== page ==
The latest data breach that targeted T-Mobile is just one in a growing list of cybersecurity attacks that have occurred this year. But marketing experts and analysts say that it probably won’t be enough to persuade customers to switch carriers. Still, the company might have a harder time recruiting new users while the breach is in the news, with one analyst projecting T-Mobile might lose out on as many as 2 million new customers.
It can feel like a data breach happens every month - involving emails, gas lines, grocery stores, hospitals - to the point that it can be numbing to consumers, says Kimberly Whitler, an associate business professor at the University of Virginia's Darden School of Business.
“Data breaches used to be shocking. Think back to the Target breach or the Yahoo breach in 2016,” Whitler says. “Now they're sort of a part of modern life.”
In a note to investors on Wednesday, analysts at New Street Research estimated that T-Mobile could be losing out on 1-2 million new customers due to the breach.
“We are reminded of the Equifax leak, which involved a similar kind of data breach for around 163MM people (148MM Americans, 15MM UK) and resulted in fines for Equifax of up to $700MM,” the note said. “On similar math, T-Mobile’s leak of roughly 50MM customers would result in a fine of around $215MM.”
While T-Mobile may have to do more to persuade new customers, analysts say it’s unlikely that many current customers will switch.
“I suspect most consumers will shrug it off,” Jonathan Chaplin, an analyst at New Street Research, said via email. “By the time T-Mobile and others have reached the end of their investigations, consumer attention will have moved on. There seems to be a perception that most of this information is already out there from prior breaches. In general, consumers seem to care a good deal less about privacy and information security than I would expect.”
One brand’s misery is another brand’s fortune
Still, the breach is a rare opportunity for competitors of T-Mobile to reach out to customers who left for T-Mobile. It would not be surprising if those consumers start seeing more targeted emails or offers to return to other carriers.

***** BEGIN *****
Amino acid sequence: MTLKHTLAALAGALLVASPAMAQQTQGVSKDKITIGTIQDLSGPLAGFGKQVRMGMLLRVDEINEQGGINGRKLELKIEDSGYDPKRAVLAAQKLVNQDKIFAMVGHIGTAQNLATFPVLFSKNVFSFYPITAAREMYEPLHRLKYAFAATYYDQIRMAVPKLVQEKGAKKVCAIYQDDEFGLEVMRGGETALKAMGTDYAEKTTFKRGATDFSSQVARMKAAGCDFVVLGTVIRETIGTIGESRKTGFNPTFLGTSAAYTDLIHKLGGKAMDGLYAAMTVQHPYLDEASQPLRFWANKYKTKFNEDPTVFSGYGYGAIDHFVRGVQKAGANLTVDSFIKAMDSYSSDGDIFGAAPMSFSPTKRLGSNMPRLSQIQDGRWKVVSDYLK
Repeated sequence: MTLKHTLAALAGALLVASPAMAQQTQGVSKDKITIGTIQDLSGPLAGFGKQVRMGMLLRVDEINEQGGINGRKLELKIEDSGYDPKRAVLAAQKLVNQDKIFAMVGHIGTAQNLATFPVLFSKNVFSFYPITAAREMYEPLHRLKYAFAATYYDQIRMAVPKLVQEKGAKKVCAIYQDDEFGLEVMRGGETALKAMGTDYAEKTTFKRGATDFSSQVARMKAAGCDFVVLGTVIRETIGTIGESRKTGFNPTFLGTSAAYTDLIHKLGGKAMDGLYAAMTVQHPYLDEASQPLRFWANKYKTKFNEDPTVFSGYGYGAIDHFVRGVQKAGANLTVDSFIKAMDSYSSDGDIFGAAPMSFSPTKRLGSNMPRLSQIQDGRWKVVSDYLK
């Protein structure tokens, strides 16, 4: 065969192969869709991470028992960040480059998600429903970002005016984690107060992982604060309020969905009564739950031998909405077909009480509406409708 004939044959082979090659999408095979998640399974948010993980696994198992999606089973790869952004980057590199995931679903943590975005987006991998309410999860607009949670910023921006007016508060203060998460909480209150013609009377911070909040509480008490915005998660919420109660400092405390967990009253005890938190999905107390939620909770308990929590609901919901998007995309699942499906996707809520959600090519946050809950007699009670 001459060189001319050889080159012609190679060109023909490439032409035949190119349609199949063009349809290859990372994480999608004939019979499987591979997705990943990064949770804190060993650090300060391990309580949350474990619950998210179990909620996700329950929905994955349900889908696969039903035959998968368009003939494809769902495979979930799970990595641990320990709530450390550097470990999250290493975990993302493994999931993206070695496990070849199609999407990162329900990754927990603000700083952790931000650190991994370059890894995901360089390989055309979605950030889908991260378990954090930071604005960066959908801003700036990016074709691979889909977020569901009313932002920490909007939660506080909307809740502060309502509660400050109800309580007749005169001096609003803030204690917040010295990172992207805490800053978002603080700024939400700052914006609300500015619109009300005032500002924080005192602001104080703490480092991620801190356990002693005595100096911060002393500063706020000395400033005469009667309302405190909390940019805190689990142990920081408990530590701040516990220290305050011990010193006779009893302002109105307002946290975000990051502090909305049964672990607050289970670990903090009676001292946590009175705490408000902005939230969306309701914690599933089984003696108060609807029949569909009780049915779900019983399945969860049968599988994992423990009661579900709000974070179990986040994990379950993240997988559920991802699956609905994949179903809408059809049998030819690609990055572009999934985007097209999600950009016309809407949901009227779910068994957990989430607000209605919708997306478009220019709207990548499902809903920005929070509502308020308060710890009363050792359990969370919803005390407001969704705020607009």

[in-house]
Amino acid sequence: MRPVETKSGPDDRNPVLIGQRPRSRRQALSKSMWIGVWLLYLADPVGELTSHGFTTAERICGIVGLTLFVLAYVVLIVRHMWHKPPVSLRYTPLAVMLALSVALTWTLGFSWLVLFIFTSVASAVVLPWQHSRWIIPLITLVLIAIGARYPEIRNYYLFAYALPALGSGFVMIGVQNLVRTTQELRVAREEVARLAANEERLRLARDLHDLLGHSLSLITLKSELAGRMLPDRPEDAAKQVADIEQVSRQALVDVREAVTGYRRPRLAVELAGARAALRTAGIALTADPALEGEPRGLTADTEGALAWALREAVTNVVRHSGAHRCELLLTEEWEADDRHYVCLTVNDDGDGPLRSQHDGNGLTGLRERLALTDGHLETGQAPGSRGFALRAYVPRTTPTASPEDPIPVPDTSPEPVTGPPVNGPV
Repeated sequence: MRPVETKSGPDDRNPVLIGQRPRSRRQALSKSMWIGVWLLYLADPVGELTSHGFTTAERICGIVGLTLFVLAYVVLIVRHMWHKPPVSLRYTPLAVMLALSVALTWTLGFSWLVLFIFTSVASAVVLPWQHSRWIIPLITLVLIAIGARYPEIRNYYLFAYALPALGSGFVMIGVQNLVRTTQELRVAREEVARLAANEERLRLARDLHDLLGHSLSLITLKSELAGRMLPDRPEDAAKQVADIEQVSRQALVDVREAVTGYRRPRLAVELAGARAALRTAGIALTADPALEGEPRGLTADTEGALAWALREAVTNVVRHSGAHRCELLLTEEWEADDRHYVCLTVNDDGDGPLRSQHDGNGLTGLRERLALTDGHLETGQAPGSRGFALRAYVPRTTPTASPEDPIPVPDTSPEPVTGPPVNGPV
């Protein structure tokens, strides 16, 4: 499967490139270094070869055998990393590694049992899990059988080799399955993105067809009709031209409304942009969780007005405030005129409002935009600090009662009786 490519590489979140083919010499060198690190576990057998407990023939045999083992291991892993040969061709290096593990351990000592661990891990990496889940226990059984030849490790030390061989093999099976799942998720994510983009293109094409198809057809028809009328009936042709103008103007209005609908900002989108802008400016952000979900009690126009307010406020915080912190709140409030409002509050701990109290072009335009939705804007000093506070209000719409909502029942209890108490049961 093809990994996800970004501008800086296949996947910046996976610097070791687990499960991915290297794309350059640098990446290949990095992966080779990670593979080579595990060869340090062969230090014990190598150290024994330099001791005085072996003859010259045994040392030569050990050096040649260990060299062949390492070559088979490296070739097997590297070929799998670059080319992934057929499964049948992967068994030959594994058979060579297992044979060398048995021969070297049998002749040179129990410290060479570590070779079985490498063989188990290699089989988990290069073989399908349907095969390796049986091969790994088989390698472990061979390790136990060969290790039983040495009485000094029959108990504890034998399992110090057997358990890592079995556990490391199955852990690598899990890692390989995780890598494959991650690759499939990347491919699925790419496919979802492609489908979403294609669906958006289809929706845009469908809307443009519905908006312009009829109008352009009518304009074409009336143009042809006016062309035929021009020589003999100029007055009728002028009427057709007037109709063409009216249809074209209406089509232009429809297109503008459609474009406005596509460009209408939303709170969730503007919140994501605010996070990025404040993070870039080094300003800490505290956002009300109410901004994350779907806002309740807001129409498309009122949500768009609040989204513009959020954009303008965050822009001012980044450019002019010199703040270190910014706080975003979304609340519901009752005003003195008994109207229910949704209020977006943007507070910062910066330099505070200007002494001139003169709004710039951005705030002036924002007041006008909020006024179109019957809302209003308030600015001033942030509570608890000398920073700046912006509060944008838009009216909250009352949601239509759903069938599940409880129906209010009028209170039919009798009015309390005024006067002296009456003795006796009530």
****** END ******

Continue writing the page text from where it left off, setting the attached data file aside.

“Subscription consumers often don’t think of changing services,” says Whilter. “It’s a huge time commitment to change carriers, but at what other time would users explore that option?”
She adds that the data breach itself may not be the final straw, but maybe the breach along with other annoyances could push a customer to switch.
“Ramping up offers just as T-Mobile deals with its security issues would make considerable sense,” echoes Tim Calkins, who chairs the marketing department at the Kellogg School of Management at Northwestern University. “Taking advantage of a competitor’s troubles might seem unsportsmanlike, but companies do it all the time.”
Breaches can be a PR nightmare, but marketing experts agree the best response is to be upfront and quickly alert customers, and share what they can do next.
When T-Mobile learned about the cyberattack last week after a tip from online forums, it started investigating. It found that sensitive data of around 7.8 million of its customers had been stolen. The files contain names, dates of birth, SSNs, and driver’s licenses information, according to a release by T-Mobile. No phone numbers or financial information were taken in the cyberattack.
The company is offering customers two years of McAfee identity theft protection and has set up a website for customers wondering about what they can do to protect their accounts, such as changing their PINs and passwords.
“This was another signal that security is a huge issue and has to be a top priority,” says Calkins. “These breaches are so disruptive and costly that investing in security practices and software now will probably pay back many times over. Brands cannot overestimate the importance of a good defense.”
This is not the first time T-Mobile has been hacked. In 2019, attackers gained unauthorized access to prepaid customers’ service account info. No financial data, passwords or social security numbers were compromised in that attack. In 2018, T-Mobile said around 2 million users, had their account data hacked by an unknown international entity. T-Mobile currently has 1.4 million customers based on second quarter 2021 earnings.